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Rainwater harvesting advice  RSS feed

 
Posts: 4
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In Ireland where I live it is discouraged to use rainwater for anything other than flushing toilets, washing machines and outdoor use. Drinking and showering is a big no no. I was told by one official recently that it is in the same category as sewage water which I find ridiculous. I appreciate that drinking rain water without proper filtering is potentially dangerous although I have a friend who's been drinking it for years and he's still alive and well. I'm determined to set up a low cost low tec harvesting system but I'm a bit concerned by all the negative stuff and the need to use expensive UV filters and what not. My question is this: Is it OK to use unfiltered rainwater for washing/showering and anything else apart from drinking. Obviously I'd have to filter the water to get rid of the fine grit and dirt from the roof but without all the other expensive filtering products that the "rainwater harvesting industry" are trying to push on us. Cheers, Stephen
 
pollinator
Posts: 2392
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You would only be doing what millions of people have done throughout human history.

The only real caution that applies when dealing with water is that you don't want to ingest any water-borne diseases. There are two ways that cultures have solved this potential problem: (1) drink boiled water (as in tea & coffee) and (2) put enough alcohol in the water to kill any bad bugs. When you look at all the products that are sold related to water and water consumption, remember all the marketing involved and that Evian spelled backwards is naive.
 
pollinator
Posts: 1129
Location: Big Island, Hawaii (2300' elevation, 60" avg. annual rainfall, temp range 55-80 degrees F)
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Stephen, using catchment water for everything is commonplace in my area. But there are a few precautions that you may wish to consider.

1- Gathering surface. Rooves of metal, slate, tile and coated aluminum are safe for collecting rainwater. But asphalt is not.
2- Stored water is best if the sunlight is kept out. Thus an enclosed tank or cistern, barrels with lids, or an open tank with some sort of covering. This is not a must, but it helps keeps algae from growing.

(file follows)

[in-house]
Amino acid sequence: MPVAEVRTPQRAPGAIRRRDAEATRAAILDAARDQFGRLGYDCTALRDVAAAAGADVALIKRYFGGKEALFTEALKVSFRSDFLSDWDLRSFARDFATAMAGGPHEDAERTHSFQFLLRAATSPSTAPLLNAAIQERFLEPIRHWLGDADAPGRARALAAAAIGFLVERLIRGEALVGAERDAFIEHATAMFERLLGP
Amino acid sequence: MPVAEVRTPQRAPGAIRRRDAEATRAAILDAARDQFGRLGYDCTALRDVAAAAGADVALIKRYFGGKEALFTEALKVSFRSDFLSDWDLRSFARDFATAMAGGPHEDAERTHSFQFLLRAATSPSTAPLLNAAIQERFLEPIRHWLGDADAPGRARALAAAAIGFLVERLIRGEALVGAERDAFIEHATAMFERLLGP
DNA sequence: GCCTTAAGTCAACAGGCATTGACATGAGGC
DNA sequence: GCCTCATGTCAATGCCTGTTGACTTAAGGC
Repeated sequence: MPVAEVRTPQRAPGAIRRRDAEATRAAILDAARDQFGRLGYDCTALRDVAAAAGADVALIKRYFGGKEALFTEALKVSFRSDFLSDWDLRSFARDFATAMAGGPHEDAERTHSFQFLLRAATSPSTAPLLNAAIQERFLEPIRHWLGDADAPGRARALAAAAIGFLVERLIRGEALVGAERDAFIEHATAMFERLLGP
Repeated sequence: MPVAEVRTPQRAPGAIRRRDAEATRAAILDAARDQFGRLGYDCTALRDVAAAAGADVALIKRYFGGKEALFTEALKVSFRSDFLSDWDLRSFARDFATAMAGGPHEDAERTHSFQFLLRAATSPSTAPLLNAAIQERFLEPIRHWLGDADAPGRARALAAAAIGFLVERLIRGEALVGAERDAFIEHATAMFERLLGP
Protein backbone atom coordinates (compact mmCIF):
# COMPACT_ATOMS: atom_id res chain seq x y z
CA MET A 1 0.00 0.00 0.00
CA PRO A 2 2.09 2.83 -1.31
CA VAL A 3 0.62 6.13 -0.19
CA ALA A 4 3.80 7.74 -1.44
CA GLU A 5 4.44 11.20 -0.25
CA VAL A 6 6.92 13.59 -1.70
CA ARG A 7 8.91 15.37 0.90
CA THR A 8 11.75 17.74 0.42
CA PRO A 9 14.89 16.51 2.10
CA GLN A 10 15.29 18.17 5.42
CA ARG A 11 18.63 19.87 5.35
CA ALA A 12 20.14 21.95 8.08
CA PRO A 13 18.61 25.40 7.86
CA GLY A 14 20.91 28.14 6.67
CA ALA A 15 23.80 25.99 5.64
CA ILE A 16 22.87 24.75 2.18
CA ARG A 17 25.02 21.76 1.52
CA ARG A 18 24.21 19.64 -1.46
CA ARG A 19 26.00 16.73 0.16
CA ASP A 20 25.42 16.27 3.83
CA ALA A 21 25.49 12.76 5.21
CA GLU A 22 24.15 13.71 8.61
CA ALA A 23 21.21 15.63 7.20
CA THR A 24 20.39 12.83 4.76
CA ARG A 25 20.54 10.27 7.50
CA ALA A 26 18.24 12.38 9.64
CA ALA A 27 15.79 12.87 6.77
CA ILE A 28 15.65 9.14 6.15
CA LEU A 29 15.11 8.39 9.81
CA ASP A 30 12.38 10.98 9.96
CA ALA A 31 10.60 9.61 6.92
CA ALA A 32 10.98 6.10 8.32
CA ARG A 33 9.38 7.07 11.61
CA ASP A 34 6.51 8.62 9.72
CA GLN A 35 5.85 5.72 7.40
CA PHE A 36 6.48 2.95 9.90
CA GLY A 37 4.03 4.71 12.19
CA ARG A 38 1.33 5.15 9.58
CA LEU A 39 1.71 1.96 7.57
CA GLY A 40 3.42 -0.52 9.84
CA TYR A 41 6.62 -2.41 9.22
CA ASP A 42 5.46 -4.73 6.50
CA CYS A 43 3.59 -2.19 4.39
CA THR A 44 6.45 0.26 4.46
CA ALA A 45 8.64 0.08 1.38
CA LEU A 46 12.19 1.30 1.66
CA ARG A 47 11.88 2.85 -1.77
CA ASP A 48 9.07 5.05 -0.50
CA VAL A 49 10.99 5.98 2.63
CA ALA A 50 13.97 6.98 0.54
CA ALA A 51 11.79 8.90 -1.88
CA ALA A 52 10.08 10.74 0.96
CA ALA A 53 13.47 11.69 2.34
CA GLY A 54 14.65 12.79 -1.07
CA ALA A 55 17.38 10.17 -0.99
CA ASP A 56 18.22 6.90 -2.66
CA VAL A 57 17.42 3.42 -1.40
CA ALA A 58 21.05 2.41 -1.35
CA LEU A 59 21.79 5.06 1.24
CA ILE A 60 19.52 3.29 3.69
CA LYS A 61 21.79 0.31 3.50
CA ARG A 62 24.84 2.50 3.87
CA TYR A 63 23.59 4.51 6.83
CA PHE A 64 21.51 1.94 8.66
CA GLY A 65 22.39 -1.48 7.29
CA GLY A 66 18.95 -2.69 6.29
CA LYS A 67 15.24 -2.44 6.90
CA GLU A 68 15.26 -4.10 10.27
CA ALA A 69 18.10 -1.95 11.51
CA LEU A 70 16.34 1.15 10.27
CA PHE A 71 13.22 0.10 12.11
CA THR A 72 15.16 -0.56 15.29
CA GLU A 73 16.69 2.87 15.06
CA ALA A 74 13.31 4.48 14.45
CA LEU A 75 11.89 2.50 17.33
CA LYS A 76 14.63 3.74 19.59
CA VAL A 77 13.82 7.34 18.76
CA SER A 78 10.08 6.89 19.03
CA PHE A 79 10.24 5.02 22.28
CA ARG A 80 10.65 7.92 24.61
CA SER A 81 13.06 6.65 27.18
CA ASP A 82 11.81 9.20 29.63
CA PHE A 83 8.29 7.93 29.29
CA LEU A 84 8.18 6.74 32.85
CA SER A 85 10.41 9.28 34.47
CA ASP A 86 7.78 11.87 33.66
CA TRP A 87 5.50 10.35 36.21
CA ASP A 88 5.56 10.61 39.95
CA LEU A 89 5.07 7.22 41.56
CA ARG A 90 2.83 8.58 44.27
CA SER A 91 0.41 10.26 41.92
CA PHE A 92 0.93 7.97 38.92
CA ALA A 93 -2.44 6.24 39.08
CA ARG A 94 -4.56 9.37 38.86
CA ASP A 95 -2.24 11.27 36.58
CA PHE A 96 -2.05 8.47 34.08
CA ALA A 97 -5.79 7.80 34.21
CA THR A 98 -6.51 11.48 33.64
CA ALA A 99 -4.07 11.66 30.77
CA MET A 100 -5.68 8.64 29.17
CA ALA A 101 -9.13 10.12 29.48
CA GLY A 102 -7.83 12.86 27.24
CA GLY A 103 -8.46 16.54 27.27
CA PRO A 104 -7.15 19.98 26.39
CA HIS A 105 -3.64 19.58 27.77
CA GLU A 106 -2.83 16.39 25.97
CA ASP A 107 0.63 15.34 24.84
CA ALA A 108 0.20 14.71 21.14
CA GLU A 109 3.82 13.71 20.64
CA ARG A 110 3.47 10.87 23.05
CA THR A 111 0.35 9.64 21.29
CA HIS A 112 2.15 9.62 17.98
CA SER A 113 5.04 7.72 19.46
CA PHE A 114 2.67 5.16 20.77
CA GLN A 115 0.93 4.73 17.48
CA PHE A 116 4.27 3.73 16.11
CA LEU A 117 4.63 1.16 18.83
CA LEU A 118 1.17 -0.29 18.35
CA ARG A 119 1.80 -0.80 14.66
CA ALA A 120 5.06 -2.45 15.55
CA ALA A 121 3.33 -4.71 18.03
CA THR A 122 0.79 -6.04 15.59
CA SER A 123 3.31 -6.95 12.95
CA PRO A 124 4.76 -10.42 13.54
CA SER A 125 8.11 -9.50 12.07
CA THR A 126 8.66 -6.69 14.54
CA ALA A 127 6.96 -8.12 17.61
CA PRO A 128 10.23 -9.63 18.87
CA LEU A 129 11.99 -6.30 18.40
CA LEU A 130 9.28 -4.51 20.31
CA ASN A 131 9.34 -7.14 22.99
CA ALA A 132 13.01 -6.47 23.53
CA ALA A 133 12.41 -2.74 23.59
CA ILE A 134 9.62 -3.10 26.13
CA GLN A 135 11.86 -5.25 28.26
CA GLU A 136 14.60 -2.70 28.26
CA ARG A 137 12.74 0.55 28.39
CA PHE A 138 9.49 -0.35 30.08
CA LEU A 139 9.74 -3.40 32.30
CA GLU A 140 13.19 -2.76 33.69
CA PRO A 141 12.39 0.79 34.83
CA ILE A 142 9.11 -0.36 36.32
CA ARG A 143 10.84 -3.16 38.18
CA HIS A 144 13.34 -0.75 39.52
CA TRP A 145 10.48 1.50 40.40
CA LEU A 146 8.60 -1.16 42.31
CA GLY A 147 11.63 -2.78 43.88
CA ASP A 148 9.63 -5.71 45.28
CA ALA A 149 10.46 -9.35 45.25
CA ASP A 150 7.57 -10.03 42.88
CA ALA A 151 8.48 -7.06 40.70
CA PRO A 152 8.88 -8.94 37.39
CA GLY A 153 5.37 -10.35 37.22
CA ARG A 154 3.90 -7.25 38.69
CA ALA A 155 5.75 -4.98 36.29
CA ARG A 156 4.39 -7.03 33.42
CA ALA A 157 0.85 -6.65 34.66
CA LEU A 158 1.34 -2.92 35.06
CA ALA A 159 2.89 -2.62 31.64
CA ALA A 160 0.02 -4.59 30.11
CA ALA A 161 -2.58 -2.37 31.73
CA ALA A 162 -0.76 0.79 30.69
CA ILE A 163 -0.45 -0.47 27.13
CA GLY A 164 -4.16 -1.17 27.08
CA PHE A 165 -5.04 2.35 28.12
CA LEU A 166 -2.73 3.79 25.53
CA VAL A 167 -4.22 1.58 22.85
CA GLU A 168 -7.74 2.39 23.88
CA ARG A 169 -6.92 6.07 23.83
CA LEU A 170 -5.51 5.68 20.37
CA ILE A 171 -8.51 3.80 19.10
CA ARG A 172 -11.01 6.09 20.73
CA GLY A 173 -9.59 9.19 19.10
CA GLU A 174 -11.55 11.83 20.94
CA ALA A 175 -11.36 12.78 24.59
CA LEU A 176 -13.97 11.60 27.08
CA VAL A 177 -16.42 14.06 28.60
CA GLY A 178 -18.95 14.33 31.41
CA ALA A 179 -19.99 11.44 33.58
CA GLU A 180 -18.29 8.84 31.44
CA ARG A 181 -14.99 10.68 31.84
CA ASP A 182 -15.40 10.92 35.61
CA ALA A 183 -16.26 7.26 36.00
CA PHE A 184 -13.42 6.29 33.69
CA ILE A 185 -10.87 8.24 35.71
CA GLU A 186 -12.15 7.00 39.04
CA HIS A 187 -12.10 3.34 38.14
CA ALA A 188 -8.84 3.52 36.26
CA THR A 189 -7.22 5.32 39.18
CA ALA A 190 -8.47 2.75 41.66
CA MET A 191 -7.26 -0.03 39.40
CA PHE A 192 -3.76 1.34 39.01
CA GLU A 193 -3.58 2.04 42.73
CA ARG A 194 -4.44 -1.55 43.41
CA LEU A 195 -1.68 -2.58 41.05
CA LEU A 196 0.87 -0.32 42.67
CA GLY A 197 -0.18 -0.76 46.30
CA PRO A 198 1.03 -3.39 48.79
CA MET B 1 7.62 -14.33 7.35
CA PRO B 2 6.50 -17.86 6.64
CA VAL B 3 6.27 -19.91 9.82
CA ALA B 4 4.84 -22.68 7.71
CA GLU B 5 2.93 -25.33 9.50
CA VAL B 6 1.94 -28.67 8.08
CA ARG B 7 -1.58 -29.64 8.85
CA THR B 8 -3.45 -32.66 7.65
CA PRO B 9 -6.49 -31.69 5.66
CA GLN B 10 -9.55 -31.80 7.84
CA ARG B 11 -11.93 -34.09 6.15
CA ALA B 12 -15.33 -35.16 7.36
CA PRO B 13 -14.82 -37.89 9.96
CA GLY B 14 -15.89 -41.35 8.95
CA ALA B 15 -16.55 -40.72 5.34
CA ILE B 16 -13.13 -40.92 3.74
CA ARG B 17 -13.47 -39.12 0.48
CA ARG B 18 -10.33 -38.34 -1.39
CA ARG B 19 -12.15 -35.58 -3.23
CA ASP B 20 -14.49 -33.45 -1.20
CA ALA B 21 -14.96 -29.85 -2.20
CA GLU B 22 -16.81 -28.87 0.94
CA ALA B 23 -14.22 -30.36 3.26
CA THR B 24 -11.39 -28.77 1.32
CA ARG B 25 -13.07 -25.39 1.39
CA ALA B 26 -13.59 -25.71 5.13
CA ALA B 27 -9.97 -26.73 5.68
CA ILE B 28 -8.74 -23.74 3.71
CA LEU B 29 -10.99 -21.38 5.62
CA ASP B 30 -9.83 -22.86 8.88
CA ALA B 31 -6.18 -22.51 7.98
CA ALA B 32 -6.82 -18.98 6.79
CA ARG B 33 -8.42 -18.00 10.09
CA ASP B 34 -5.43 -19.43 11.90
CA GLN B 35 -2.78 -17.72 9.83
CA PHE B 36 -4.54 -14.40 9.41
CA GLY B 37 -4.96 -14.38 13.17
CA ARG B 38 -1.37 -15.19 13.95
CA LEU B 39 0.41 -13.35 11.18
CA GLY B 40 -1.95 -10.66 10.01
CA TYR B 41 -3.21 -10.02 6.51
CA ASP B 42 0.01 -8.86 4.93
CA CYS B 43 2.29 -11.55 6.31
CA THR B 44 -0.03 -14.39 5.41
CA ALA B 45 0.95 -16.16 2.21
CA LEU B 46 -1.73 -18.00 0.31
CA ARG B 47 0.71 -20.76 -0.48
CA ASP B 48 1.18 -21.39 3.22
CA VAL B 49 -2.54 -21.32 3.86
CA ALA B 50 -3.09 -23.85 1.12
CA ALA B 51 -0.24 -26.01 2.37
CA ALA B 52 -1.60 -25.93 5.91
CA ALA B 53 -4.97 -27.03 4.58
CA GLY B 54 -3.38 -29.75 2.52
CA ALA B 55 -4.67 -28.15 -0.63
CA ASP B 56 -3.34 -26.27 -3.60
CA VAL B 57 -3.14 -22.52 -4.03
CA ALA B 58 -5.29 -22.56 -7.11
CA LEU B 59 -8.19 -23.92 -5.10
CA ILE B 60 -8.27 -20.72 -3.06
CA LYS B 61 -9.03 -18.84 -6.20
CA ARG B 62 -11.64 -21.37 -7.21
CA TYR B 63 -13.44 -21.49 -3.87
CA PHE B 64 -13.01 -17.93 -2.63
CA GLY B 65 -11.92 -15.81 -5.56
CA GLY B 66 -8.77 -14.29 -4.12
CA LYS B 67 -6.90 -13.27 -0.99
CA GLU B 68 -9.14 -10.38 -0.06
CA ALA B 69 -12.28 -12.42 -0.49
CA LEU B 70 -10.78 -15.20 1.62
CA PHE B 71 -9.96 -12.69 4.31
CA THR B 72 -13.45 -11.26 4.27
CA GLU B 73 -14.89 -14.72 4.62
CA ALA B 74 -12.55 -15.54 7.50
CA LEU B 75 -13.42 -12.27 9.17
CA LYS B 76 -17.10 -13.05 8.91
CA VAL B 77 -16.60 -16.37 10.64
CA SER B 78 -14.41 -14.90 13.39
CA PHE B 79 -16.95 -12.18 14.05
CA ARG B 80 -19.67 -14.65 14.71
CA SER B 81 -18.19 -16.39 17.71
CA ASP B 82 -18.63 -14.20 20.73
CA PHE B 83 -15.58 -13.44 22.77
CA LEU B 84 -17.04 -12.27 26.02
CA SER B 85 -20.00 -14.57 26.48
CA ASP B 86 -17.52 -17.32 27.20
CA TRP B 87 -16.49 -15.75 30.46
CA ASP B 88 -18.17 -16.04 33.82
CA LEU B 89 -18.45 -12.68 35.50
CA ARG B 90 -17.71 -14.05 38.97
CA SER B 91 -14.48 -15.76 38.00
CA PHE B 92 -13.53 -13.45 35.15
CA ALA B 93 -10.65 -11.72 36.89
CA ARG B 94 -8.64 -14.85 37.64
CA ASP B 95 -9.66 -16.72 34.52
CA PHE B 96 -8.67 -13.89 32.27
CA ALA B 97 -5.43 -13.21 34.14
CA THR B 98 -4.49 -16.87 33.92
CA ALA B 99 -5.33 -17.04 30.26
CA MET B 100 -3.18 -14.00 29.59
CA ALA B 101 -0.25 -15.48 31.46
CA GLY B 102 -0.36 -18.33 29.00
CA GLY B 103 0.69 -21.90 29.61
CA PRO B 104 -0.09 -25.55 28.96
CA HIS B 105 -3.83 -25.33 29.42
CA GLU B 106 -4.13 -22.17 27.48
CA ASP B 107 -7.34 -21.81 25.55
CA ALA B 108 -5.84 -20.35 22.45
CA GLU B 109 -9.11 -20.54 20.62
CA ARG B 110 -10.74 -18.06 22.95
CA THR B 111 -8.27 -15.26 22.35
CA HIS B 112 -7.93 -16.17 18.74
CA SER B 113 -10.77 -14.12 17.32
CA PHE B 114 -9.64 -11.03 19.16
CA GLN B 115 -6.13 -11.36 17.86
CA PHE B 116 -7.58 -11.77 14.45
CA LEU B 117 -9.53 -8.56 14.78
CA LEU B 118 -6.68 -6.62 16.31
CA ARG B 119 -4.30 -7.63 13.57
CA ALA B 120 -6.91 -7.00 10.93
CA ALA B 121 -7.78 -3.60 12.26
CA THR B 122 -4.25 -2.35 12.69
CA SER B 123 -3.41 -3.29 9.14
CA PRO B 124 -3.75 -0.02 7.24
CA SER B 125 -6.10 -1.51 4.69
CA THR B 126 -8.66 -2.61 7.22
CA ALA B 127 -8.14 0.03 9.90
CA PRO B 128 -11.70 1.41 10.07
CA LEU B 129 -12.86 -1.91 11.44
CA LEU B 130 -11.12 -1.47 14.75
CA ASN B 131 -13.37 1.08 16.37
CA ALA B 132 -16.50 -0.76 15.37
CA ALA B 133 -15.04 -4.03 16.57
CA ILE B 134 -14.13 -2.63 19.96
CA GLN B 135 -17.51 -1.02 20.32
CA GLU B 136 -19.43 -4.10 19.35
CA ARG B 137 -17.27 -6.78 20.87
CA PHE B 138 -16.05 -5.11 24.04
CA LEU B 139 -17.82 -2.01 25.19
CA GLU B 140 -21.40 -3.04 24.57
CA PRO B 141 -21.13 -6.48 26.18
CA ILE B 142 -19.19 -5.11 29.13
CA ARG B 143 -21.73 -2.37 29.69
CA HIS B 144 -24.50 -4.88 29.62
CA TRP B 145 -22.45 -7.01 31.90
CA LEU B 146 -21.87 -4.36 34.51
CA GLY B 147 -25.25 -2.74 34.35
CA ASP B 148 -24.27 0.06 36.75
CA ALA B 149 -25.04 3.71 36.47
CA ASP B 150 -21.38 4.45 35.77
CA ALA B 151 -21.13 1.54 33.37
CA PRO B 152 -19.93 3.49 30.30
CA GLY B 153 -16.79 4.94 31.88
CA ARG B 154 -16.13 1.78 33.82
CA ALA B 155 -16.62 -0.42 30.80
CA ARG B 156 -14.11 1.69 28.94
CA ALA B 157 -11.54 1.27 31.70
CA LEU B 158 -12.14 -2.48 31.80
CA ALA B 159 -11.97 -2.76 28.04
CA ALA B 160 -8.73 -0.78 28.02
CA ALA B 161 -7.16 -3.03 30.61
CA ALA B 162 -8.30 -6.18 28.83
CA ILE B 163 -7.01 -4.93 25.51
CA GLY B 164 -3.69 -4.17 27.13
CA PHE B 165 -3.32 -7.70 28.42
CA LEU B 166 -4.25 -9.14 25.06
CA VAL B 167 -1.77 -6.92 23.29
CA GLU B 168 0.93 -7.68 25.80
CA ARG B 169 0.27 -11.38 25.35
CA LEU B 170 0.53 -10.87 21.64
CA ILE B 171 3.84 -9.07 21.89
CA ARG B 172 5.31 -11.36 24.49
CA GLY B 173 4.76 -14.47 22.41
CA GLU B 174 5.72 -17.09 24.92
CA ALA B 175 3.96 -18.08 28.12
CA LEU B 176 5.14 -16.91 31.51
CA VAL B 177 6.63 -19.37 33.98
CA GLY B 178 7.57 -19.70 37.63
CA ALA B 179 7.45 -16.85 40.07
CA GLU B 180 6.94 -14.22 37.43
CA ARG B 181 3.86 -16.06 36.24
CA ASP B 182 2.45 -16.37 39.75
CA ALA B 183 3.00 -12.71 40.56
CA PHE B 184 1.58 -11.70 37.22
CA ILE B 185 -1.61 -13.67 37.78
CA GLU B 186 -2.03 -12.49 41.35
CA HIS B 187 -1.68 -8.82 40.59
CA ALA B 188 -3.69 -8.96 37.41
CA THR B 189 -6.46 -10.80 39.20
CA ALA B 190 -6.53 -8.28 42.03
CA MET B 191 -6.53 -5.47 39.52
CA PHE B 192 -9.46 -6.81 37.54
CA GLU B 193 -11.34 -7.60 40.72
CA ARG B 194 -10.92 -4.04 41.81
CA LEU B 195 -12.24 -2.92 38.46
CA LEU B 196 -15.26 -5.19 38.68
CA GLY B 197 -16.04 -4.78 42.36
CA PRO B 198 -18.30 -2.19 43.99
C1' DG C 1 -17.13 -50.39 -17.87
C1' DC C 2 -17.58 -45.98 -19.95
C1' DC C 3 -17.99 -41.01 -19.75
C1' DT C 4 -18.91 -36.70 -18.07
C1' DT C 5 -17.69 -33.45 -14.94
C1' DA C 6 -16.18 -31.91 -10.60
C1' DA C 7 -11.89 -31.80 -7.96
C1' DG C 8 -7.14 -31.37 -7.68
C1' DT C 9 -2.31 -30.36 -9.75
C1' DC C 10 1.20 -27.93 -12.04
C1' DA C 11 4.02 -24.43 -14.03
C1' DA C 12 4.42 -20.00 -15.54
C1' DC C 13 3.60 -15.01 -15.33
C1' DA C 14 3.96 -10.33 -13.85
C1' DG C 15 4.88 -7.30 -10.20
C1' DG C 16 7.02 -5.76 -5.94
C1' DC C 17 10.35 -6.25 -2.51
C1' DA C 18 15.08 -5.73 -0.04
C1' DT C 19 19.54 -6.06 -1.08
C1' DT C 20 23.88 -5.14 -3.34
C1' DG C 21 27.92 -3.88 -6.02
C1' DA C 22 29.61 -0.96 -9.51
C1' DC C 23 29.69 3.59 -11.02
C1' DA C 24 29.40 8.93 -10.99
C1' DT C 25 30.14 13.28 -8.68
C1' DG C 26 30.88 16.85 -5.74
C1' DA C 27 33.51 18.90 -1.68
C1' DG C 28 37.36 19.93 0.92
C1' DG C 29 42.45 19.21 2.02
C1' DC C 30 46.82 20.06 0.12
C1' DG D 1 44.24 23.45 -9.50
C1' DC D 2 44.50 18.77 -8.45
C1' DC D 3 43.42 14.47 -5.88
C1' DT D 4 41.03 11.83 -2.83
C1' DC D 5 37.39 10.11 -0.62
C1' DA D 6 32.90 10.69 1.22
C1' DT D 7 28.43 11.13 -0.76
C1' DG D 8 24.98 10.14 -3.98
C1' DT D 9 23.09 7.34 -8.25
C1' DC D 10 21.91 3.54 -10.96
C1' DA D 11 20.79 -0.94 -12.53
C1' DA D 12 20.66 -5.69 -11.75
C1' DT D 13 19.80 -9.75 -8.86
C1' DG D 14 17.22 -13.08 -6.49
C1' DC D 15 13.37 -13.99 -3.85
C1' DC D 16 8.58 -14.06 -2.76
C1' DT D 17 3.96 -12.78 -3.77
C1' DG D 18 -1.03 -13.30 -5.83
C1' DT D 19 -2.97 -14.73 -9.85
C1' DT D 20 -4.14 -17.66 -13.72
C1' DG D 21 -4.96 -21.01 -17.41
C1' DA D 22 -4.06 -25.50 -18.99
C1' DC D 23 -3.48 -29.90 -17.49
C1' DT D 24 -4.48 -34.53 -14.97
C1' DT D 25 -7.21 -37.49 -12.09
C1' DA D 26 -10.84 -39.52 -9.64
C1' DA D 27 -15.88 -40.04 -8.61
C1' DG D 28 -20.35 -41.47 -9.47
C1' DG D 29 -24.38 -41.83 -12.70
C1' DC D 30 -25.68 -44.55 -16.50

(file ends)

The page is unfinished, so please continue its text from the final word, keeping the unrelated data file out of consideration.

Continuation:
3- Stored water needs protection from mosquitoes, other insects, rodents, birds, etc. A tarp, screening, or a roof of some sort.
4- Stored water being used for human use should be sanitized in some fashion while it is being stored. Bleach works fine. So does industrial strength hydrogen peroxide, although it tends to be more difficult to get and is more expensive. The ultimate system is an ultraviolet water system. Water treated with UV is safe for drinking.
5- Many people also filter their water to protect their water pump and pipe system.

My own system is very basic, but it works. We've been using it for ten years. Rainwater is collected off our metal roof. It goes to a large holding tank via rain guttering and pipes. We have no first water diverter, but instead have a mesh box at the end of the discharge pipe to catch leaves and other debris from the roof. Our tank has a black tarp covering it. The end of the intake pipe used to draw water out of the tank sits 6 inches above the bottom of the tank in order to avoid drawing sediment off the bottom. There are other ways to avoid sediment, but this works for us. We use bleach for sanitizing. Bleach is added monthly and again after a rain. We use a swimming pool test kit to monitor the water's pH and chlorine levels. In that we have close access to excellent drinking water, I don't use our catchment for drinking and cooking. But we use it for everything else. If I were to use it for drinking, I think I'd put a small UV system on a pipe going to the kitchen dedicated for drinking/cooking use. But I'm not interested in that for the moment. Those UV lamps use quite a bit of power.

...Su Ba
www.kaufarmer.blogspot.com
 
steward
Posts: 3999
Location: Wellington, New Zealand. Temperate, coastal, sandy, windy,
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I'd collect it for as many uses as you can
I think rainwater is nearly always the healthiest, tastiest, least wasteful supply option.
Plants seem to prefer it too.
I'm a big fan of the 'first flush diverter'.
Over here it's invisible pathogens in (mainly bird) faeces that's the main potential issue.
The first flush washes any fresh poo away along with the dirt, leaves etc.
 
Posts: 175
Location: Kachemak Bay, Alaska (usda zone 6, ahs heat zone 1, lat 59 N, coastal, koppen Dfc)
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maybe a bit late, but YES YES YES. we use untreated rainwater that has been pumped through a sediment filter for everything but drinking and cooking, for which we use a Berkey filter, which in my opinion is the best simple countertop gravity filter available. you just pour water in the top container, and it slowly drips thru into the bottom container free of all biological and chemical contaminants. it does not interface with plumbing systems, so you can dip water from your barrels or whatever. as with all filters, the cleaner the input the longer they last but these last 3,000 gallons per filter, 6,000 gallons if 2 are used together
 
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